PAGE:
M.D., Weill Cornell Medical College, 2004
Ph.D., Rockefeller University, 2003
My group focuses on human genetics and genomic medicine, with an emphasis on diseases with severe neuropsychiatric manifestations. We collect large family pedigrees and use whole-genome sequencing to define mutations that correlate with the syndromes. We then undertake detailed functional characterization of these mutations to discover fundamental new biology.
Gholson Lyon’s lab focuses on analyzing human genetic variation and its role in severe neuropsychiatric disorders and rare diseases, including Tourette syndrome, attention-deficit hyperactivity disorder (ADHD), obsessive compulsive disorder (OCD), intellectual disability, autism, and schizophrenia. By recruiting large groups of related individuals living in the same geographic location (e.g., Utah), Lyon’s lab can study the breadth and depth of genetic variants in a similar environmental background. Using the exome—the parts of the genome that code for protein—and whole-genome sequencing, his lab looks for mutations that segregate with syndromes in the various populations. A second focus of the Lyon lab is to study the mechanistic basis of a new rare disease that they described in 2011. This is the first human disease involving a defect in the amino-terminal acetylation of proteins, a common modification of eukaryotic proteins carried out by amino-terminal acetyltransferases (NATs). The team has been using several different cellular model systems to better understand the disease pathophysiology and the basic process of amino-terminal acetylation. This year, Lyon collaborated with a team of researchers from other universities and companies to use precision medicine to successfully treat a patient with severe OCD. His symptoms were treated with deep brain stimulation, and the team used whole-genome sequencing to try to understand the molecular basis of his disease. The patient experienced significant relief from his symptoms and his quality of life returned, suggesting that similar methods may hold tremendous promise in the future.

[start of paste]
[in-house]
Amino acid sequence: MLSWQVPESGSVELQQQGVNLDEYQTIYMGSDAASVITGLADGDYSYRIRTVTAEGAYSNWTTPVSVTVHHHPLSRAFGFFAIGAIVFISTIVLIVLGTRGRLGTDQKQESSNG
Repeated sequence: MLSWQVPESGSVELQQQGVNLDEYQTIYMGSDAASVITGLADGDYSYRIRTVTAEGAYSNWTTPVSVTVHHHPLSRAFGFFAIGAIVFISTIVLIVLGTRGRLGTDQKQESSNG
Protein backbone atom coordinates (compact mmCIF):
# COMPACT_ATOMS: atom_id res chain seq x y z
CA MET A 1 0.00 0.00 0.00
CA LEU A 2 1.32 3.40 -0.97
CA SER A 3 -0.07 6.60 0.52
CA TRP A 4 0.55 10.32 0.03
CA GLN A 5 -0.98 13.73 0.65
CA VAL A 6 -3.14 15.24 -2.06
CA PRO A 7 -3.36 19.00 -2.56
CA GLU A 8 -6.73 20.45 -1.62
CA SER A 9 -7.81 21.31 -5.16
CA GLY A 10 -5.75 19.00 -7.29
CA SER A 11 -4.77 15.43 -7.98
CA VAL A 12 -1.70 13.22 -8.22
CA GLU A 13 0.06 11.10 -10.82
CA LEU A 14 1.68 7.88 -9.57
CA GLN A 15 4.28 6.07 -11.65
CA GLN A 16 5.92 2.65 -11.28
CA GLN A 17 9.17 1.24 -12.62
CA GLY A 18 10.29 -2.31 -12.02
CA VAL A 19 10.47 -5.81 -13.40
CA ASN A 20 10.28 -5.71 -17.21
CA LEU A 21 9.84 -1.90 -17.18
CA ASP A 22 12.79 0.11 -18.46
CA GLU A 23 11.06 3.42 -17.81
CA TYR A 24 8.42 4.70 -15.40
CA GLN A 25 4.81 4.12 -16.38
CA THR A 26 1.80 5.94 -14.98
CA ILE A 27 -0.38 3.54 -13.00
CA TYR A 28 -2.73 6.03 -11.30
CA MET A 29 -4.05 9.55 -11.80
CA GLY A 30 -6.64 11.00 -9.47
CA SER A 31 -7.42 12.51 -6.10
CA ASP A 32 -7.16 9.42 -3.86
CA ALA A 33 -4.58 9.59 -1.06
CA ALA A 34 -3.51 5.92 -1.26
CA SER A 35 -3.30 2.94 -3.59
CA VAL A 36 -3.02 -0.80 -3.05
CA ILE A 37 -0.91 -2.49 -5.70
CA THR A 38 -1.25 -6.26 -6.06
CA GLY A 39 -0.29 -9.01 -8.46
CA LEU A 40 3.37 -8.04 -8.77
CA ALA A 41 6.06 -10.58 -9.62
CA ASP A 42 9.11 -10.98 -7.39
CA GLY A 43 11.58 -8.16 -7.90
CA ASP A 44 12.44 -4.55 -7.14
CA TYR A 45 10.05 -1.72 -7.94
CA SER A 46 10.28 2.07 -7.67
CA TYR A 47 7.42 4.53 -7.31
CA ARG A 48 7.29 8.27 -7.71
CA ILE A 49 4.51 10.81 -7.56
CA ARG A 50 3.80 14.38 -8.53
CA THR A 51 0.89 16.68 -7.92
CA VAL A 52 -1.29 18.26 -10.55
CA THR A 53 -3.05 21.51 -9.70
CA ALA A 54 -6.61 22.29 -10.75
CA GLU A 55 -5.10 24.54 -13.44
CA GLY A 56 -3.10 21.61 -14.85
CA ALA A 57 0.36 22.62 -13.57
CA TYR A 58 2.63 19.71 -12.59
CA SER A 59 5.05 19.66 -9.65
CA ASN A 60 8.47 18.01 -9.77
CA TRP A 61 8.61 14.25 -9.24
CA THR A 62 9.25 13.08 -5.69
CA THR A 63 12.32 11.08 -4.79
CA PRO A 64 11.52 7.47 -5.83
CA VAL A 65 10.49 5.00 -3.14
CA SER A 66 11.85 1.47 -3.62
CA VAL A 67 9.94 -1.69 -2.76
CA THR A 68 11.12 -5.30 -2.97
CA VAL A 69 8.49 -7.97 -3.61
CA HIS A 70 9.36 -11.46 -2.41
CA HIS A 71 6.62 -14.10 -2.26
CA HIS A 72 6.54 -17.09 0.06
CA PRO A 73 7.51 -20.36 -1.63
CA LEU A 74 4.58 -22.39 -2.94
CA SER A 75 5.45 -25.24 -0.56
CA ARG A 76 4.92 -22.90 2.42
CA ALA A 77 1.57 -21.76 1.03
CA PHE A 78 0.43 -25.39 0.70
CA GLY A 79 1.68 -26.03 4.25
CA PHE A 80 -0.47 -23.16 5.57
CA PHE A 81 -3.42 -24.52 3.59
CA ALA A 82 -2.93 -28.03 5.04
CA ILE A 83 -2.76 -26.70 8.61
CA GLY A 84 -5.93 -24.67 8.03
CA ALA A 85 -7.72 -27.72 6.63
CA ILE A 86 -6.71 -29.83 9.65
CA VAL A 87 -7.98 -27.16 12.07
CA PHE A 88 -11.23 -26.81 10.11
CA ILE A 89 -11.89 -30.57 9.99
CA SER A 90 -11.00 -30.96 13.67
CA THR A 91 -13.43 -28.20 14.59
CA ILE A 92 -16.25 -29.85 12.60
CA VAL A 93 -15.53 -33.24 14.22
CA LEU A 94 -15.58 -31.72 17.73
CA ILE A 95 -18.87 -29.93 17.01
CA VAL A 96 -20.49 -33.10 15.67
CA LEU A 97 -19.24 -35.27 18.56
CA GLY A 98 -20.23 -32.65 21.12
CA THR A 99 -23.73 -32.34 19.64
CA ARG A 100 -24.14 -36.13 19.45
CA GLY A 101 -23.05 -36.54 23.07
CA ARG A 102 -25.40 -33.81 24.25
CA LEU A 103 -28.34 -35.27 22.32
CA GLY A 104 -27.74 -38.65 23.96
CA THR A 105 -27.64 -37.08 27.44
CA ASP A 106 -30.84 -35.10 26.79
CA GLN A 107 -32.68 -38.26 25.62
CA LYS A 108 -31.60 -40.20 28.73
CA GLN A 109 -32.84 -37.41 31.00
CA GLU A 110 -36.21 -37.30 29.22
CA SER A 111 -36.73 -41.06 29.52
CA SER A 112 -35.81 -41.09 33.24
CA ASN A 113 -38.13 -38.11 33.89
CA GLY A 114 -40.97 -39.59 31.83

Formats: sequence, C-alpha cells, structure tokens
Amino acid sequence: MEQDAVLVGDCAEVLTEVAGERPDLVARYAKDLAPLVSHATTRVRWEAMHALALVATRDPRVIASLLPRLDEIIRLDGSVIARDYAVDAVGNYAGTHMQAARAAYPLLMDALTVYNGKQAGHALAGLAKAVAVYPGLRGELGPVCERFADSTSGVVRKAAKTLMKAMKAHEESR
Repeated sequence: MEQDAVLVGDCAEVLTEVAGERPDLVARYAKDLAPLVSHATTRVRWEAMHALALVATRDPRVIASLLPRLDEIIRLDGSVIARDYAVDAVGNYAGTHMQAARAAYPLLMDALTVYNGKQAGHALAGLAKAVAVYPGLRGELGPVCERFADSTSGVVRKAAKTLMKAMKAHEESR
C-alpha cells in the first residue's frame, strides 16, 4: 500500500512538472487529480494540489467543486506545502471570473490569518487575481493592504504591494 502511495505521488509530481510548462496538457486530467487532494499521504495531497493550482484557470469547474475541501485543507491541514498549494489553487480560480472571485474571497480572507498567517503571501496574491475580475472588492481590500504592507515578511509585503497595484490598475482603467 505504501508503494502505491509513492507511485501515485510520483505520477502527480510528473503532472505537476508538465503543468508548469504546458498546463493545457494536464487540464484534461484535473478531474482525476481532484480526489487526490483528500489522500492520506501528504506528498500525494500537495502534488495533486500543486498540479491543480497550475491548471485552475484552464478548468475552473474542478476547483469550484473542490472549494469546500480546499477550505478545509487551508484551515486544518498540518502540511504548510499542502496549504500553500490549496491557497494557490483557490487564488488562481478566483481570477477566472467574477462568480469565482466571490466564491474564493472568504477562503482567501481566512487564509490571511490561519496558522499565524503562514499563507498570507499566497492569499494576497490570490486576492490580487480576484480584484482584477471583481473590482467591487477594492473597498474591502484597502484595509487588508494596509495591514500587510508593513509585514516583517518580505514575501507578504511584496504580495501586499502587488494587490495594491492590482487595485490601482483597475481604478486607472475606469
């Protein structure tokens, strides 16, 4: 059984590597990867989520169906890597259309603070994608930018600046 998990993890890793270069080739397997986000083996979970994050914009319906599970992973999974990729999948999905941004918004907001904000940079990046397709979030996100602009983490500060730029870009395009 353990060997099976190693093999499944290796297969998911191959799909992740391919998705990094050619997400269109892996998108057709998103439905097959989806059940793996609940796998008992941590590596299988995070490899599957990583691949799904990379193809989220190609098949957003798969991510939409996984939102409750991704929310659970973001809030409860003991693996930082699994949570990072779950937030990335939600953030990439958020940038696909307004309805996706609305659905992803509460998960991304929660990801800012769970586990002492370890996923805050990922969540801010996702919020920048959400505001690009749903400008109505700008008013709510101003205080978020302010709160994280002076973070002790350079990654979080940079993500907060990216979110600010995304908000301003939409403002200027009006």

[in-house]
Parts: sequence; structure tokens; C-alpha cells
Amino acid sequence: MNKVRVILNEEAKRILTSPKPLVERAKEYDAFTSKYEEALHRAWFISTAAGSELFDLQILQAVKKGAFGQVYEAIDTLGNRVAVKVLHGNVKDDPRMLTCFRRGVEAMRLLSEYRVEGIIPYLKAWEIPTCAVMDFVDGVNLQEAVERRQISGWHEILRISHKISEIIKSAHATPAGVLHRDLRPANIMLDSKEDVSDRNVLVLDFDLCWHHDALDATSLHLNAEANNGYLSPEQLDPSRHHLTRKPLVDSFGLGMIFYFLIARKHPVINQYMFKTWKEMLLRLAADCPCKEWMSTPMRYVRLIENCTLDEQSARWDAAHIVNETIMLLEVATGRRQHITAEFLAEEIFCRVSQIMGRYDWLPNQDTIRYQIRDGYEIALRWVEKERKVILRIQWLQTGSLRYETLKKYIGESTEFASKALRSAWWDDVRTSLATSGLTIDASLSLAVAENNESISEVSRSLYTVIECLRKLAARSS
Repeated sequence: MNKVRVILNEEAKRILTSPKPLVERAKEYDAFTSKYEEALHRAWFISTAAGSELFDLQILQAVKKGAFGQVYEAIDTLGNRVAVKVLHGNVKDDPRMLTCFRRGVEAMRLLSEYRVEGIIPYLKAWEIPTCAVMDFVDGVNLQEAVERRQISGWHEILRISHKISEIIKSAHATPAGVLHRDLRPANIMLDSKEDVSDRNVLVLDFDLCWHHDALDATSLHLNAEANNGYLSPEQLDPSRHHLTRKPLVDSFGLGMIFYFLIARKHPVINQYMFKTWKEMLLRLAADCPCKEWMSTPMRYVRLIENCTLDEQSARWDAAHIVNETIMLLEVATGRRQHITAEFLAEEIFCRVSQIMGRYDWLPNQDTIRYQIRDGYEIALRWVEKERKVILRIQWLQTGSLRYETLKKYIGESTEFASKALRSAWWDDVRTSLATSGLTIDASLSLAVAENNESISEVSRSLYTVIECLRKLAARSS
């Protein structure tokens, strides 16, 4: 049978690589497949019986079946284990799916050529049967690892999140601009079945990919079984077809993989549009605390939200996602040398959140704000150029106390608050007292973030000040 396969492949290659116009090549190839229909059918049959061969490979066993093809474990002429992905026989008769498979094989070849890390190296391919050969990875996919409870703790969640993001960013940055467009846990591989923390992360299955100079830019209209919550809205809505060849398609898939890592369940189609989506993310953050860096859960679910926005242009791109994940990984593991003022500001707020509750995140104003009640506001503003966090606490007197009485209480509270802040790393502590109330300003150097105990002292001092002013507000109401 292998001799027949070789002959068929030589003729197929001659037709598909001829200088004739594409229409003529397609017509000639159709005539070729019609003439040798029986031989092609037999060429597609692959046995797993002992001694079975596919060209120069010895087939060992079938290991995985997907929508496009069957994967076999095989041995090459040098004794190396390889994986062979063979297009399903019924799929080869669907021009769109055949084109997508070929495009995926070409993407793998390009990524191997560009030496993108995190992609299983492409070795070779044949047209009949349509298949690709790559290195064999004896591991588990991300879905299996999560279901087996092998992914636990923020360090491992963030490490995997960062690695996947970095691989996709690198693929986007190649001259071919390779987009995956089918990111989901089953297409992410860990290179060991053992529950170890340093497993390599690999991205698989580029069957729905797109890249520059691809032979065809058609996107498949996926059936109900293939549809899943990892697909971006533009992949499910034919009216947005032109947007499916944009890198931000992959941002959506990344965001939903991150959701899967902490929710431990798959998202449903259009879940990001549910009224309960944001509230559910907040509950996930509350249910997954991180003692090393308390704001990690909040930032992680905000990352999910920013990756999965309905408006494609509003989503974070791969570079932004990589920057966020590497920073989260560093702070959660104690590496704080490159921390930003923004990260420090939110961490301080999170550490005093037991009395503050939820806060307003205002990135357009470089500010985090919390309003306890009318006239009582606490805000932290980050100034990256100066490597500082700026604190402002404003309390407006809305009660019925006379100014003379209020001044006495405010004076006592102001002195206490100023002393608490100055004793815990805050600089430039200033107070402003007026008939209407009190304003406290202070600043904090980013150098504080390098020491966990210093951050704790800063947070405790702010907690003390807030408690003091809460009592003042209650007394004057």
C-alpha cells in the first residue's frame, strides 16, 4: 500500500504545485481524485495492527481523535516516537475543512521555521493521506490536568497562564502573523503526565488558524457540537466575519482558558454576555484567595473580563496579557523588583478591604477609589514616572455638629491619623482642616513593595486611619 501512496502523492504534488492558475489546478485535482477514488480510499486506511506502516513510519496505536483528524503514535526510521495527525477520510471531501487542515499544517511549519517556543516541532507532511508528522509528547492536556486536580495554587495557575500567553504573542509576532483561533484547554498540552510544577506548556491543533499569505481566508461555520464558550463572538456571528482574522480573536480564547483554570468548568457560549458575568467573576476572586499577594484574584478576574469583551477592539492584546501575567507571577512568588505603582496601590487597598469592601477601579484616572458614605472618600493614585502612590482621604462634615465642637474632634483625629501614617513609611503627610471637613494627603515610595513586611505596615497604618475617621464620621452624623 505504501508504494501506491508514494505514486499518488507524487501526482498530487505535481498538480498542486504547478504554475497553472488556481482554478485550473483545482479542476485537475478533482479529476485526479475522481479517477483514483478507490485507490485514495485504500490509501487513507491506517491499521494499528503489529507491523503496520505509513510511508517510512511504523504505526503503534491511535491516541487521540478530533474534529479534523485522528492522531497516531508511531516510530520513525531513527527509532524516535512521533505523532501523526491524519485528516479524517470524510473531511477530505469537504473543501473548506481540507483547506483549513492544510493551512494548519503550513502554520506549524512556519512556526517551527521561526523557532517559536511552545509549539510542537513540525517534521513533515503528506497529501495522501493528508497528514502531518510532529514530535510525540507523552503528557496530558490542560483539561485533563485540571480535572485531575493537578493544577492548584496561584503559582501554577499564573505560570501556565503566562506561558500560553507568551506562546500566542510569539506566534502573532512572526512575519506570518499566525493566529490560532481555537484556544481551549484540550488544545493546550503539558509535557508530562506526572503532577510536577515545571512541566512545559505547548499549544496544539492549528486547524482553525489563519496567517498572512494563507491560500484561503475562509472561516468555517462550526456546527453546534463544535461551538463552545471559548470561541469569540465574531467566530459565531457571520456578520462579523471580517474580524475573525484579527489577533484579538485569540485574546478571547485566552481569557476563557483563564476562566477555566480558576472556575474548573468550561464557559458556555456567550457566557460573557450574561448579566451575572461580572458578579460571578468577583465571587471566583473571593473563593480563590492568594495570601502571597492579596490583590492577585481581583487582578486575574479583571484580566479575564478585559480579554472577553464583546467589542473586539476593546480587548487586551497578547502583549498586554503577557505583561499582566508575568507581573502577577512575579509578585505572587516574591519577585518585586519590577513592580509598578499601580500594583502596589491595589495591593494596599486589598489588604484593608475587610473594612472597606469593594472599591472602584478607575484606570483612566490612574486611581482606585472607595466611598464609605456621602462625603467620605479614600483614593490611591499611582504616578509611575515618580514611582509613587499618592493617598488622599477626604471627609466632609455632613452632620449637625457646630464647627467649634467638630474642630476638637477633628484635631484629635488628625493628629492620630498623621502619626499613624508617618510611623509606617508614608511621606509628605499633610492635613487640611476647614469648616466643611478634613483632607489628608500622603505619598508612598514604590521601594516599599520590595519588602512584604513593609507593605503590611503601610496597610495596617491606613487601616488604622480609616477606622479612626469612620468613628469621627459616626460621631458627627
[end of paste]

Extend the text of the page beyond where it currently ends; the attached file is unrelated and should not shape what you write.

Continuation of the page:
Doerfel, Max and Lyon, Gholson J. (2015) The biological functions of Naa10 – from amino-terminal acetylation to human disease. Gene
Myklebust, L. M. and Van Damme, P. and Stove, S. I. and Dorfel, M. J. and Abboud, A. and Kalvik, T. V. and Grauffel, C. and Jonckheere, V. and Wu, Y. and Swensen, J. and Kaasa, H. and Liszczak, G. and Marmorstein, R. and Reuter, N. and Lyon, G. J. and Gevaert, K. and Arnesen, T. (2014) Biochemical and cellular analysis of Ogden syndrome reveals downstream Nt-acetylation defects. Human Molecular Genetics 24(7) pp. 1956-1976.
O'Rawe, J. and Jiang, T. and Sun, G. and Wu, Y. and Wang, W. and Hu, J. and Bodily, P. and Tian, L. and Hakonarson, H. and Johnson, W. E. and Wei, Z. and Wang, K. and Lyon, G. J. (2013) Low concordance of multiple variant-calling pipelines: practical implications for exome and genome sequencing. Genome Med 5(3) pp. 28.
Lyon, Gholson J. and Wang, Kai (2012) Identifying disease mutations in genomic medicine settings: current challenges and how to accelerate progress. Genome Medicine 4(7) pp. 58-58.
Rope, Alan F. and Wang, Kai and Evjenth, Rune and Xing, Jinchuan and Johnston, Jennifer J. and Swensen, Jeffrey J. and Johnson, W. Evan and Moore, Barry and Huff, Chad D. and Bird, Lynne M. and Carey, John C. and Opitz, John M. and Stevens, Cathy A. and Jiang, Tao and Schank, Christa and Fain, Heidi Deborah and Robison, Reid and Dalley, Brian and Chin, Steven and South, Sarah T. and Pysher, Theodore J. and Jorde, Lynn B. and Hakonarson, Hakon and Lillehaug, Johan R. and Biesecker, Leslie G. and Yandell, Mark and Arnesen, Thomas and Lyon, Gholson J. (2011) Using VAAST to identify an X-linked disorder resulting in lethality in male infants due to N-terminal acetyltransferase deficiency. American Journal of Human Genetics 89(1) pp. 28-43.Additional materials of the author at
CSHL Institutional Repository